On December 19th, 2012, a 23-year-old woman was raped and beaten with an iron rod in New Delhi, India, by a group of men in a moving bus. She died thirteen days later, sparking protests across India and outrage abroad, while bringing to the forefront an alarming trend in the world's largest democracy: horrific cases of violence against women have become all too common in a country that routinely devalues and victimizes half of its population. Rape cases in India have risen more than 25 percent in the past five years, and that in 2011 521 cases of rape were reported in New Delhi alone.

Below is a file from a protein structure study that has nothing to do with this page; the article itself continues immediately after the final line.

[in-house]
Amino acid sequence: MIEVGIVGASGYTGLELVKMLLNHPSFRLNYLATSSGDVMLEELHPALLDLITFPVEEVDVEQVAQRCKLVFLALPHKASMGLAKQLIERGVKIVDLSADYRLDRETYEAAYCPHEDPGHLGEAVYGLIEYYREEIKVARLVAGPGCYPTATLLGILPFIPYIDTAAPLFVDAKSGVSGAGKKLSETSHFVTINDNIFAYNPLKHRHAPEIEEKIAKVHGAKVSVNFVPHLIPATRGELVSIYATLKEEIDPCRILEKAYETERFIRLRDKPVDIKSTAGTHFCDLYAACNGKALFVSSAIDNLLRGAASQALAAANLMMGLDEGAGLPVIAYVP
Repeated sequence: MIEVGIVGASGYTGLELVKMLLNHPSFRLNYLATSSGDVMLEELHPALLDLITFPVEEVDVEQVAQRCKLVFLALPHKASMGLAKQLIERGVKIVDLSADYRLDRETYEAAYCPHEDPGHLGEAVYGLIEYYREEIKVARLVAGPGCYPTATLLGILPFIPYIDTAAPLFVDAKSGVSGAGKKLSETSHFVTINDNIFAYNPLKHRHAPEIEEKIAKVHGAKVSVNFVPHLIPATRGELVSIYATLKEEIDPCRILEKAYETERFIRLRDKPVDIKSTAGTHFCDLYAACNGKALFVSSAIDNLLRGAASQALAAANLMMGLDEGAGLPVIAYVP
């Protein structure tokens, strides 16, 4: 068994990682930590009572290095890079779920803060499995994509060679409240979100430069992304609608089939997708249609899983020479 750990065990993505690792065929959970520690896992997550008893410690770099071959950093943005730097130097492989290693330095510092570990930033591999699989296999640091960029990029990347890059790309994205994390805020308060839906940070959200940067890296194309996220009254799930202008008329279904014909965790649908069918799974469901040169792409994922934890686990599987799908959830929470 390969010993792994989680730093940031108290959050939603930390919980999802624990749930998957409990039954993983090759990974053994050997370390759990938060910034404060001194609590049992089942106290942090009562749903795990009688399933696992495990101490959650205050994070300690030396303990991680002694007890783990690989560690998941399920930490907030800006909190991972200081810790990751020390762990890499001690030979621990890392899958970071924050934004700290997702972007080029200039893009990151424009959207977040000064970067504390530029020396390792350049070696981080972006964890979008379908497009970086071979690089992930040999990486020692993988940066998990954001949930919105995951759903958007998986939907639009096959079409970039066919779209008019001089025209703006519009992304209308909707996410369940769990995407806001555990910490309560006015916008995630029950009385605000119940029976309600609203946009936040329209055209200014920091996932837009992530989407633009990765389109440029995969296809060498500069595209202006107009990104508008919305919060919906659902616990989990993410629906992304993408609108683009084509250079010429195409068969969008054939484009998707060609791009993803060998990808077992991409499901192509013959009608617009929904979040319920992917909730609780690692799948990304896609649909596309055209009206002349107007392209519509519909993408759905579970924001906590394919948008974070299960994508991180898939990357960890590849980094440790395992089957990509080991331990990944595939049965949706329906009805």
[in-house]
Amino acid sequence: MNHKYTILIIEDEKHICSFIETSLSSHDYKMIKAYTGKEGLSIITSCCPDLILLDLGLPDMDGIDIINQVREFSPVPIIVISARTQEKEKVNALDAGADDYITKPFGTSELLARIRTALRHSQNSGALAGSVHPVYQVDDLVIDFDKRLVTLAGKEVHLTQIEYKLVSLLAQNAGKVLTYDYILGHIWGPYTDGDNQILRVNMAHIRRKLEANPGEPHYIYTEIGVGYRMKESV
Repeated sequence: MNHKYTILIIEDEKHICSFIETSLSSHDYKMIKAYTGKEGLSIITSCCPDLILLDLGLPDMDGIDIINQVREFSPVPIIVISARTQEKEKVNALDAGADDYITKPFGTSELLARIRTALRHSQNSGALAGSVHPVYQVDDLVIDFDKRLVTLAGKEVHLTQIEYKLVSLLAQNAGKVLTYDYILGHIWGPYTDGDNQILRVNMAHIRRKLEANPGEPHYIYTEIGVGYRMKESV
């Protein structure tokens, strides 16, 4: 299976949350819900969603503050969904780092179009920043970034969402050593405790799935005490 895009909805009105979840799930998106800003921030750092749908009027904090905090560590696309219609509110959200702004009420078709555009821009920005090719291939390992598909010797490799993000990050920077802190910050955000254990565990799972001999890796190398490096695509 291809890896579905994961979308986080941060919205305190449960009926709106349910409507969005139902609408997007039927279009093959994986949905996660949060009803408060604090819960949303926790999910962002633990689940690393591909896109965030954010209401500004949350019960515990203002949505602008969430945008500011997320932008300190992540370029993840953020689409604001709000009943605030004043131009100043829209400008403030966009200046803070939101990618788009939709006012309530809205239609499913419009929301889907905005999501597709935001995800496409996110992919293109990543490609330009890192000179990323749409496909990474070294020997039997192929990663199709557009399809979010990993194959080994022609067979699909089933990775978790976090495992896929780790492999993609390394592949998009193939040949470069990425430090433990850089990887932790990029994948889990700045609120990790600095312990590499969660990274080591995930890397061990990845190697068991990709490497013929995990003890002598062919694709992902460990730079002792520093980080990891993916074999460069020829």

But there is another statistic that points to the systemic marginalization of women in India: 50 million women in that country are missing due to female feticide, infanticide and dowry murders. It's a reality that economist Amartya Sen has called a quiet "terrible story of inequality and neglect." On this week's episode of the CJSR Edition, courtesy of the Women International News Gathering Service (WINGS), we bring you an interview with author and activist Rita Banerji about what 50 million women missing in India really means.